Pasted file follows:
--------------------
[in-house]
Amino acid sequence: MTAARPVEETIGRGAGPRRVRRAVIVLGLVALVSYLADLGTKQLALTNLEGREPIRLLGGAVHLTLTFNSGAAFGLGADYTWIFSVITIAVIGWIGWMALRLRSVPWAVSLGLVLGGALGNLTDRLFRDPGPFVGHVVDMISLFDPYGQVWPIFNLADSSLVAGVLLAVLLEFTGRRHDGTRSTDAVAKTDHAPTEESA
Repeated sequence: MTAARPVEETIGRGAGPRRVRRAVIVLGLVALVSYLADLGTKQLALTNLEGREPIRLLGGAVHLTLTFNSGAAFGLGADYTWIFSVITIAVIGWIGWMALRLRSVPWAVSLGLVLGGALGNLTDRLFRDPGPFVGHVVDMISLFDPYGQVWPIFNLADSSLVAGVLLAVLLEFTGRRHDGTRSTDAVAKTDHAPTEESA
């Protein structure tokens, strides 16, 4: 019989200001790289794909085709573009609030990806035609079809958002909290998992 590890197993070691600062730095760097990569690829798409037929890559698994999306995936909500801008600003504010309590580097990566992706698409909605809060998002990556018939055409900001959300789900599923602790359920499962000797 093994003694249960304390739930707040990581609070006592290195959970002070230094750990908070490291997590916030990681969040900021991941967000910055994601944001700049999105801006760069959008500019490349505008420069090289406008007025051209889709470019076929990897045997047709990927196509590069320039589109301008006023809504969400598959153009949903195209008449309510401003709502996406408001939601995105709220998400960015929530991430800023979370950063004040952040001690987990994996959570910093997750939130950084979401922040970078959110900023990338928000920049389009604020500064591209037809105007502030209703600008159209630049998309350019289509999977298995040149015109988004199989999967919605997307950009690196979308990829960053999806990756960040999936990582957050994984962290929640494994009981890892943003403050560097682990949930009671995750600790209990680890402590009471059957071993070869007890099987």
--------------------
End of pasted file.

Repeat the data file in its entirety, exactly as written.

[in-house]
Amino acid sequence: MTAARPVEETIGRGAGPRRVRRAVIVLGLVALVSYLADLGTKQLALTNLEGREPIRLLGGAVHLTLTFNSGAAFGLGADYTWIFSVITIAVIGWIGWMALRLRSVPWAVSLGLVLGGALGNLTDRLFRDPGPFVGHVVDMISLFDPYGQVWPIFNLADSSLVAGVLLAVLLEFTGRRHDGTRSTDAVAKTDHAPTEESA
Repeated sequence: MTAARPVEETIGRGAGPRRVRRAVIVLGLVALVSYLADLGTKQLALTNLEGREPIRLLGGAVHLTLTFNSGAAFGLGADYTWIFSVITIAVIGWIGWMALRLRSVPWAVSLGLVLGGALGNLTDRLFRDPGPFVGHVVDMISLFDPYGQVWPIFNLADSSLVAGVLLAVLLEFTGRRHDGTRSTDAVAKTDHAPTEESA
């Protein structure tokens, strides 16, 4: 019989200001790289794909085709573009609030990806035609079809958002909290998992 590890197993070691600062730095760097990569690829798409037929890559698994999306995936909500801008600003504010309590580097990566992706698409909605809060998002990556018939055409900001959300789900599923602790359920499962000797 093994003694249960304390739930707040990581609070006592290195959970002070230094750990908070490291997590916030990681969040900021991941967000910055994601944001700049999105801006760069959008500019490349505008420069090289406008007025051209889709470019076929990897045997047709990927196509590069320039589109301008006023809504969400598959153009949903195209008449309510401003709502996406408001939601995105709220998400960015929530991430800023979370950063004040952040001690987990994996959570910093997750939130950084979401922040970078959110900023990338928000920049389009604020500064591209037809105007502030209703600008159209630049998309350019289509999977298995040149015109988004199989999967919605997307950009690196979308990829960053999806990756960040999936990582957050994984962290929640494994009981890892943003403050560097682990949930009671995750600790209990680890402590009471059957071993070869007890099987």